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Last week we reported a story about Nail Yakupov and his problems securing an international transfer card that would allow him to play in Russia for Neftekhimik of the KHL. The IIHF reacted quite angrily, and the next day the organization announced that all of the pending transfer cards have been approved. But this was not the case at all. Hockey Canada on behalf of Sarnia Sting, the club Yakupov was assigned to just before the lockout was announced, blocked Yakupov's transfer card.
[Nicholas J. Cotsonika: Collusion question goes to the heart of NHL lockout]
Yakupov himself Tweeted that he would play again for Neftekhimik soon. His father publically stated, "my son will not go to Sarnia. Even if he is (disqualified from the KHL), he will continue training in Nizhnekamsk."
Vladislav Tretiak of the Russian Hockey Federation and Bob Nicholson of Hockey Canada discussed the matter during the IIHF congress in Tokyo, Japan this week. A round of negotiations was also scheduled for Friday of this week. And now we have a resolution.
From Hockey Canada:
"Hockey Canada and the Russian Ice Hockey Federation have announced that the OHL has determined that Yakupov had no independent legal advice when, at the age of 17 years old, he signed his contract with Sarnia. His release goes into effect immediately."
"Thanks to a constructive dialog and joined efforts of KHL president Alexander Medvedev, Russian Hockey Federation Vladislav Tretiak and Hockey Canada President Bob Nicholson, an agreement has been reached regarding forward Nail Yakupov's play for Neftekhimik. Kontinental Hockey League points out the flexibility and the understanding of the Edmonton [Oilers] and the Sarnia [Sting] hockey clubs during the negotiation process. Nail Yakupov may resume playing for Neftekhimik on Monday, October 1 in a game against Dynamo Moscow."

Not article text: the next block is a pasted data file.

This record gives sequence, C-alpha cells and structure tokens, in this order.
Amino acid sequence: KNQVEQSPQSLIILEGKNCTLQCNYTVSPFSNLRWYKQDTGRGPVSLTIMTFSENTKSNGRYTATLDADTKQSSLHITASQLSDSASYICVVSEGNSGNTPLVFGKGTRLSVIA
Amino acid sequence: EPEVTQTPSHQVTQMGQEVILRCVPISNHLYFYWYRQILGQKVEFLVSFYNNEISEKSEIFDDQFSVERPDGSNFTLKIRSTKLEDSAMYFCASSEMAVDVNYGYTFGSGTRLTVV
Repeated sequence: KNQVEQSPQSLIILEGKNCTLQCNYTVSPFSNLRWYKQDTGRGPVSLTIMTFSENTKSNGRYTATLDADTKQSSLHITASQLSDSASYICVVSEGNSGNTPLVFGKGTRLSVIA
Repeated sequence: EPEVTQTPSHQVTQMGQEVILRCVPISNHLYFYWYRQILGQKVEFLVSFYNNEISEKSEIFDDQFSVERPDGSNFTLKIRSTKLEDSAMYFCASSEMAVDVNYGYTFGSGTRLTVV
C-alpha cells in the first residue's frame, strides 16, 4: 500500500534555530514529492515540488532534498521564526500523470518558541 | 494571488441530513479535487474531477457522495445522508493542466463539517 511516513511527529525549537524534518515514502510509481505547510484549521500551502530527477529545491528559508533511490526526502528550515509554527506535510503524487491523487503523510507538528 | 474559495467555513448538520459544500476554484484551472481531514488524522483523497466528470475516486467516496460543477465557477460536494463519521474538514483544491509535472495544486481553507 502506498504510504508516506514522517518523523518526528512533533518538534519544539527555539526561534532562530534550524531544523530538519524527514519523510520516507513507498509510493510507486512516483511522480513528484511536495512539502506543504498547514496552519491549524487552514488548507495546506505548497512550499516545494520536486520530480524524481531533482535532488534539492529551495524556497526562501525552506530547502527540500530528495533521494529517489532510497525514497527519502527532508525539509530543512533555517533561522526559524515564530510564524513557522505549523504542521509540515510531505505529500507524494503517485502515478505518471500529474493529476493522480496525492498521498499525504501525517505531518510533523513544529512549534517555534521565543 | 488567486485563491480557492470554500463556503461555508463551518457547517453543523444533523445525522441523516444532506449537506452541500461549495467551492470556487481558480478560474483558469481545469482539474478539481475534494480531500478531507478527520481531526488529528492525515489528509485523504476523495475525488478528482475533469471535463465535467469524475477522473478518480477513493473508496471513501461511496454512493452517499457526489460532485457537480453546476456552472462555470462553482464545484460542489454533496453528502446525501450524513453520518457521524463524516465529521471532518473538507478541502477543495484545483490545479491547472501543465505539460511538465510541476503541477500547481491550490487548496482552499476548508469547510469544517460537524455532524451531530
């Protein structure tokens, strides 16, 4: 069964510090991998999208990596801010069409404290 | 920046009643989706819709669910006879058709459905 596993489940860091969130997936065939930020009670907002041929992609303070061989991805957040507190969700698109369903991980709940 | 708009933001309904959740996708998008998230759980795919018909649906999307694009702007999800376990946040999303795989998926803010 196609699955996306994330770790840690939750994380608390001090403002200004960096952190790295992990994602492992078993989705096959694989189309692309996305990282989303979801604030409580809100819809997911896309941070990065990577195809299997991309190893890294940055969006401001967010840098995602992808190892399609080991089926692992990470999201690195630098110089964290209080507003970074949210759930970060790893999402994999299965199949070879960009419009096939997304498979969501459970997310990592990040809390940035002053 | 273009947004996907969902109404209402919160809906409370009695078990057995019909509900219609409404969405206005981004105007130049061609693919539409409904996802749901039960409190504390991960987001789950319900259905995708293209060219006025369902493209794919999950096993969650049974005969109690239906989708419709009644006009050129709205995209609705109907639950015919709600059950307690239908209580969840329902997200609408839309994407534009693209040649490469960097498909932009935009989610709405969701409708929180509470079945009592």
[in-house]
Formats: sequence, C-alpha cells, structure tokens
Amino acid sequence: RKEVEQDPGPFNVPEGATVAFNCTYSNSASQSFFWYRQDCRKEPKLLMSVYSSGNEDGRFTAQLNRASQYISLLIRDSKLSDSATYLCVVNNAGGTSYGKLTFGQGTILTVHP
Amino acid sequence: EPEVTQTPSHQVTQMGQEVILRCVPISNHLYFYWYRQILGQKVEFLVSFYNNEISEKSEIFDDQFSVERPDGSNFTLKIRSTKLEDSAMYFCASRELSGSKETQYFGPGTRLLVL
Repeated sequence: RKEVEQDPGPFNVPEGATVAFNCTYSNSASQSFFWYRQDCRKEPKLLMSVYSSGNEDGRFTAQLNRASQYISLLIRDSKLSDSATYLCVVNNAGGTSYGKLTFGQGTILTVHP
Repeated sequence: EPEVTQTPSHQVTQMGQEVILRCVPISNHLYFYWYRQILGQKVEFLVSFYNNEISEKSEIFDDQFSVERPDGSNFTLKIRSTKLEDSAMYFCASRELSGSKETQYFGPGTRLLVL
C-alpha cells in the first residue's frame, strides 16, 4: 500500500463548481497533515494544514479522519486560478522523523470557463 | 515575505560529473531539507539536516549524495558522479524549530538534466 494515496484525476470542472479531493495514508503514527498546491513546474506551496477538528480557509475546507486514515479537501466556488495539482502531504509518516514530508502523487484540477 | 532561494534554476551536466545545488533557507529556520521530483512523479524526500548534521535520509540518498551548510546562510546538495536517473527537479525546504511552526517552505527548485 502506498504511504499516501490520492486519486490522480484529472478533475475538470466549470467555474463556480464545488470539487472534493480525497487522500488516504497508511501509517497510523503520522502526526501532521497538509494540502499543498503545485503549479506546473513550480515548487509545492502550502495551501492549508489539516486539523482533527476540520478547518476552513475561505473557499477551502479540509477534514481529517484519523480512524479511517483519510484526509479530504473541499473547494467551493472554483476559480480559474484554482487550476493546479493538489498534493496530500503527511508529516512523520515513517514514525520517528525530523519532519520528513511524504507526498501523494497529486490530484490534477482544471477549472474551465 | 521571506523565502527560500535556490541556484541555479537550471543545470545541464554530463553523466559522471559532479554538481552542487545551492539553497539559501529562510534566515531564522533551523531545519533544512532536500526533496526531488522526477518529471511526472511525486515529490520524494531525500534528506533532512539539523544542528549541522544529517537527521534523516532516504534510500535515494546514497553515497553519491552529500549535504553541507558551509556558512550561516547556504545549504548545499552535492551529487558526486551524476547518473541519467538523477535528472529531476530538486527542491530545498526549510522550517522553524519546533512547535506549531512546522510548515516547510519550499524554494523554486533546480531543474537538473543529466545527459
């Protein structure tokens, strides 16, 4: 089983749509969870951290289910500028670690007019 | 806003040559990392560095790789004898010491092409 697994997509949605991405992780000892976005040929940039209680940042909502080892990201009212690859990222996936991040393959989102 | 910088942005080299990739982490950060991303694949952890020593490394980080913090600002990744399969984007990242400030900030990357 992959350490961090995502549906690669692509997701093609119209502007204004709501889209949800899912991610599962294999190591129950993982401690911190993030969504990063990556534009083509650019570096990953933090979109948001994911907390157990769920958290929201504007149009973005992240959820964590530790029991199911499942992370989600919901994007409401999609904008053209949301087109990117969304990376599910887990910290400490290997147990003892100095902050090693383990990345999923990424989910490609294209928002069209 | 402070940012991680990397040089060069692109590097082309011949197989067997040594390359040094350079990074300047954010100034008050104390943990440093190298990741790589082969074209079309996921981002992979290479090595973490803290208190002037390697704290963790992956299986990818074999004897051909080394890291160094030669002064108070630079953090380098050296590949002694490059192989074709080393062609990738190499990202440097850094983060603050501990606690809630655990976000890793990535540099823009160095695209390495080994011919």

Yakupov will face off against Alex Ovechkin and Dynamo Moscow on Monday. But this was an unpleasant situation for all involved. A number of years ago the Sting were reportedly involved in a legal battle with the Colorado Avalanche over where certain players may be assigned, even winning an injunction against the Avs, prompting Colorado to settle with the OHL club for $26,000. It is unclear from the KHL statement if any compensation has been paid to resolve this matter.
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